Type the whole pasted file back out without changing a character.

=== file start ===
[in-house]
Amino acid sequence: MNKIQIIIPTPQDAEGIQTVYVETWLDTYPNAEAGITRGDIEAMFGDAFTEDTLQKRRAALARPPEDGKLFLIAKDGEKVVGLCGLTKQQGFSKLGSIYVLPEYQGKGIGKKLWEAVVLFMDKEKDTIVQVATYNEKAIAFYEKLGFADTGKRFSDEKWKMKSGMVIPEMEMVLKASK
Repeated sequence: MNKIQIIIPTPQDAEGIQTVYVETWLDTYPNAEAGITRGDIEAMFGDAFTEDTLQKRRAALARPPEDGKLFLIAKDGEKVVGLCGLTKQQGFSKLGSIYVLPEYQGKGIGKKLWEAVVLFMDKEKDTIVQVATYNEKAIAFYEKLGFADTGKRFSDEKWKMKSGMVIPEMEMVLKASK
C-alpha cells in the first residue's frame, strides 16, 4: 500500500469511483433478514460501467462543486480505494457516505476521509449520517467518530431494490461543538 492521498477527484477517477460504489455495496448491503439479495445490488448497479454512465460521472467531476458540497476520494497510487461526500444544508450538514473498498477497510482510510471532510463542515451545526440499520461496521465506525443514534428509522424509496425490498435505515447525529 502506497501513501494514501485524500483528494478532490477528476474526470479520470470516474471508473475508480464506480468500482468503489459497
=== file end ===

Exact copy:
[in-house]
Amino acid sequence: MNKIQIIIPTPQDAEGIQTVYVETWLDTYPNAEAGITRGDIEAMFGDAFTEDTLQKRRAALARPPEDGKLFLIAKDGEKVVGLCGLTKQQGFSKLGSIYVLPEYQGKGIGKKLWEAVVLFMDKEKDTIVQVATYNEKAIAFYEKLGFADTGKRFSDEKWKMKSGMVIPEMEMVLKASK
Repeated sequence: MNKIQIIIPTPQDAEGIQTVYVETWLDTYPNAEAGITRGDIEAMFGDAFTEDTLQKRRAALARPPEDGKLFLIAKDGEKVVGLCGLTKQQGFSKLGSIYVLPEYQGKGIGKKLWEAVVLFMDKEKDTIVQVATYNEKAIAFYEKLGFADTGKRFSDEKWKMKSGMVIPEMEMVLKASK
C-alpha cells in the first residue's frame, strides 16, 4: 500500500469511483433478514460501467462543486480505494457516505476521509449520517467518530431494490461543538 492521498477527484477517477460504489455495496448491503439479495445490488448497479454512465460521472467531476458540497476520494497510487461526500444544508450538514473498498477497510482510510471532510463542515451545526440499520461496521465506525443514534428509522424509496425490498435505515447525529 502506497501513501494514501485524500483528494478532490477528476474526470479520470470516474471508473475508480464506480468500482468503489459497